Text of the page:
Friday, March 31, 2006

something out of nothing

... so I heads down to get me some brekkie, reaches for me bowl, me spoon, me cereal, me ... what?? No milk??

Two cups of dry cereal later, I know I'm going to be in a world o' hurtin' for lunch, when the time comes. I'm wanting to eat something good and good for me, but the larder is mighty bare. There's ice cream ... but nuh-uh. Can't do that. Brownies baked for the Huz. Nope.

Gotta think about this.

Four hours later, I'm back to rummaging. And then I see it. In the very back of the top shelf of the fridge. In a mason jar 5 times too large for its contents. A jar with some olive oil with sun dried tomatoes and fresh thyme. Put together, you guessed it, at the end of last summer, trying a Martha Stewart recipe that she assured me would be just wonderful, tossed on some warm pasta. But it looks so doggone weird, I haven't been moved to try it.

Haven't been desperate enough to try it.

Till now.

20 minutes later ...

My whole wheat pasta's been tossed with this olive oil, which I've nuked to get into liquid form. A small, trepidatious portion has gone into a bowl. Taste. Sprinkle with de kosher. Taste. Mmmmm! How about a sprinkle of parmesan? MMMMM!

Peoples, no more world o' hurtin'. This stuff is mighty darn good, especially when you stop to think of its vintage. Summer '05. The leathery, powerful flavor of the tomatoes has permeated the oil, but the thyme is surprisingly able to stand up to it. The salt adds a hint of indefinable warmth to it all, and adding cheese made it just right in my book.

I could never have imagined it would be so yummy.

So, here's the recipe (although that seems a little grandiose a word for what follows) as near as I can reconstruct it. And reconstruct it I shall. I still have more of those sun-dried tomatoes from last summer! Which reminds me ... is it cheating to call them sun-dried when you dried them in your dehydrator?
Cover the bottom of your container with a layer of sundried tomato slices and a bit of fresh thyme. Gently cover them with olive oil, enough so they are completely covered and a tiny bit more. Repeat. Cover tightly, store in the refrigerator.

When ready to use, cook up some pasta (I used whole wheat, delicious!), scoop out an appropriate amount of olive oil mixture, thaw it a bit in the microwave or on the counter if you've thought ahead, and toss the two. Add a sprinkling of kosher salt and, if you like, some shredded parmesan.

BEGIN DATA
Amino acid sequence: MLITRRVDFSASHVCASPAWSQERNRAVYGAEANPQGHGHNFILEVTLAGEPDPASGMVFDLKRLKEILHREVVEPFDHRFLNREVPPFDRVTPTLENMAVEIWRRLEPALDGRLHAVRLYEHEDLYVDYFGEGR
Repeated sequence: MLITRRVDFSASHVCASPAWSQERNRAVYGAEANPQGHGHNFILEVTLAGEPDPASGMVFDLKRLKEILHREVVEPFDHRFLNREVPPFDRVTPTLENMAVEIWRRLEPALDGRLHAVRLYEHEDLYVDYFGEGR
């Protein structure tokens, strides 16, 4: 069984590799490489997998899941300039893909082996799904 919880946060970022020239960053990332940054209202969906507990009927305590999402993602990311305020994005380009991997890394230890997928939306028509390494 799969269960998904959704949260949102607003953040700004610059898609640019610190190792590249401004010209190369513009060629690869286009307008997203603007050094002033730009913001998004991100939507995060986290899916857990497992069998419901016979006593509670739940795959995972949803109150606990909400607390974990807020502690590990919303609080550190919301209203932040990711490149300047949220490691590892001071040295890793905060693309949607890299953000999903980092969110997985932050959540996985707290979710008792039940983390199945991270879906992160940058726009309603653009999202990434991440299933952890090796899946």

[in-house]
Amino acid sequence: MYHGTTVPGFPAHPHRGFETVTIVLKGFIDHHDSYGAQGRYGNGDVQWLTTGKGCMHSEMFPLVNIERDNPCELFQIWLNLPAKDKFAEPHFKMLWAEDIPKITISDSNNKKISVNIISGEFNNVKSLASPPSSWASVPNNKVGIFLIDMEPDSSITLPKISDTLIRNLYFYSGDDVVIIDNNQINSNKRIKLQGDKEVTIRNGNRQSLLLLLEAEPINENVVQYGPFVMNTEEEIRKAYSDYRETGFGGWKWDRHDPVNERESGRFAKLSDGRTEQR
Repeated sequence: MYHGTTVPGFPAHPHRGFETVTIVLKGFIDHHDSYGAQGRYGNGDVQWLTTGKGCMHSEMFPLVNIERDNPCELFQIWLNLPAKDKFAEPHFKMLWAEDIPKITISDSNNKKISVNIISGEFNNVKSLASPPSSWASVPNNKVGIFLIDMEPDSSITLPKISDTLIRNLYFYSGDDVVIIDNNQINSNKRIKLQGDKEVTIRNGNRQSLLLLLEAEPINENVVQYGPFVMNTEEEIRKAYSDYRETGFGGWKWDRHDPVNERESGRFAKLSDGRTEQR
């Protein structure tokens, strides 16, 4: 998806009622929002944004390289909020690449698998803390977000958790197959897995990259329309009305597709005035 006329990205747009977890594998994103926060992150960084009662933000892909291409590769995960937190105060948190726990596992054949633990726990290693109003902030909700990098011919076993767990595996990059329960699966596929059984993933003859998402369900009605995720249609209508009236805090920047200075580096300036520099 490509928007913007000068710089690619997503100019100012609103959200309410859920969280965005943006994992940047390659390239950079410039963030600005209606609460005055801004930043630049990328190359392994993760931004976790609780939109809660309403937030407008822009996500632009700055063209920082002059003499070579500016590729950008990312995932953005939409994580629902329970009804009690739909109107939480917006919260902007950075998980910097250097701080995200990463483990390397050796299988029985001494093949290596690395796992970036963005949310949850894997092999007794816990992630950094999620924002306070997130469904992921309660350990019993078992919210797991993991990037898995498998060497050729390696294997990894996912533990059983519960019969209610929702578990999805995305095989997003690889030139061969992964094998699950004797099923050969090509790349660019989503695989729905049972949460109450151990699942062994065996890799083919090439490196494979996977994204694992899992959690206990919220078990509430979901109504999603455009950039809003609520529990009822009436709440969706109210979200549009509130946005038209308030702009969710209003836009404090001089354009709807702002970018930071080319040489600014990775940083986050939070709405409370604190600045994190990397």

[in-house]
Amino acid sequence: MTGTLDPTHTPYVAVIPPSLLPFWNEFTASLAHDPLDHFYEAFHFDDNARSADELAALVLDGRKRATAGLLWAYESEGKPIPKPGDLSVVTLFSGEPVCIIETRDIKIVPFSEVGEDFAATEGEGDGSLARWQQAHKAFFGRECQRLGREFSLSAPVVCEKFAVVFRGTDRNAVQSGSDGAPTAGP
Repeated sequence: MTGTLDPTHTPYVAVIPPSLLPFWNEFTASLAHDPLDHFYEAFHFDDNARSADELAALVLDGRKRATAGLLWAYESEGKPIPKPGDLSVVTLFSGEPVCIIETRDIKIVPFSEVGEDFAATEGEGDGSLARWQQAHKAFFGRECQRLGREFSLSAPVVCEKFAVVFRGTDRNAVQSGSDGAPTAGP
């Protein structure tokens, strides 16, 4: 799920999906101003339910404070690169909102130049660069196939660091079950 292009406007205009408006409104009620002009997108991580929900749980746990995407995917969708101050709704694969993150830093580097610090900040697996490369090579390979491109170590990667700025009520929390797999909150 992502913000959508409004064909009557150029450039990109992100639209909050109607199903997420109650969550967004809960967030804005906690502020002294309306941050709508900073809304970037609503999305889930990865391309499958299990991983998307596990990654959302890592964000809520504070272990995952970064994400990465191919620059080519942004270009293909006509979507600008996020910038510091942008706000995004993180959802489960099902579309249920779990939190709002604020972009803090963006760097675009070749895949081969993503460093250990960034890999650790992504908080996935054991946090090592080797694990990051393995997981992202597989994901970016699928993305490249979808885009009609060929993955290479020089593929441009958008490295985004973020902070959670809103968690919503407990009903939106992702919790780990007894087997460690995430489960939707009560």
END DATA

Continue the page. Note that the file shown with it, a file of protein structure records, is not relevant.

And would you believe, having just had this experience, I discover that Lindy over at Toast is hosting a one-time Something Out of Nothing event. It's all good. Go check her out Monday, when she will do a roundup of the ingenious, low-cost, delicious dishes we've all put together by scrounging the bottoms of our veggie bins and the frosted corners of our freezers. You never know when you, too, will be desperate, and in need of inspiration.

murder and simba, a harmonious blend

We're in the runup to the murder mystery dinner, which will be next Saturday, the 8th. Which means we're heading into Hell Week: 3-hour rehearsals every night starting tomorrow. I'm surprised and delighted to find that my spirits are still pretty good! Despite constant rehearsals, negotiations, suggestions for improvements in performances, changes this way, changes back, all my co-thespians apparently still like each other! or at least, I still like them ... and my stress levels aren't doing too badly.

The latter situation has been greatly aided by being able to complete a few projects and get them off the list; and also by having a fabulous co-laborer in the banquet arena. She's so calm, so competent, and so experienced, that I just feel as if I have nothing to worry about, nothing that comes up will faze her, the show will go on!

So far we have a little over 70 folks signed up for the banquet, and there is usually a last-minute rush of signups, so hurray! We should have a full house for the benefit. Any my acting debut. Ahem.

Anyway, all this lightening of the load (and consequently of my spirits) left me feeling as if I had time to enjoy watching Simba as he wandered up our hill this morning. The sun was peeking over the hill behind him, and he is a wonder to behold with sunlight coming through that red-blond fur. I got lots of fun shots for him, which I will edit and post later, but for now I just had to share this beauty with you!

And this will be my entry for Sweetnick's Weekend Dog Blogging. For a riotously funny, touchingly poignant, loving look at canine friends, check it out this Sunday night.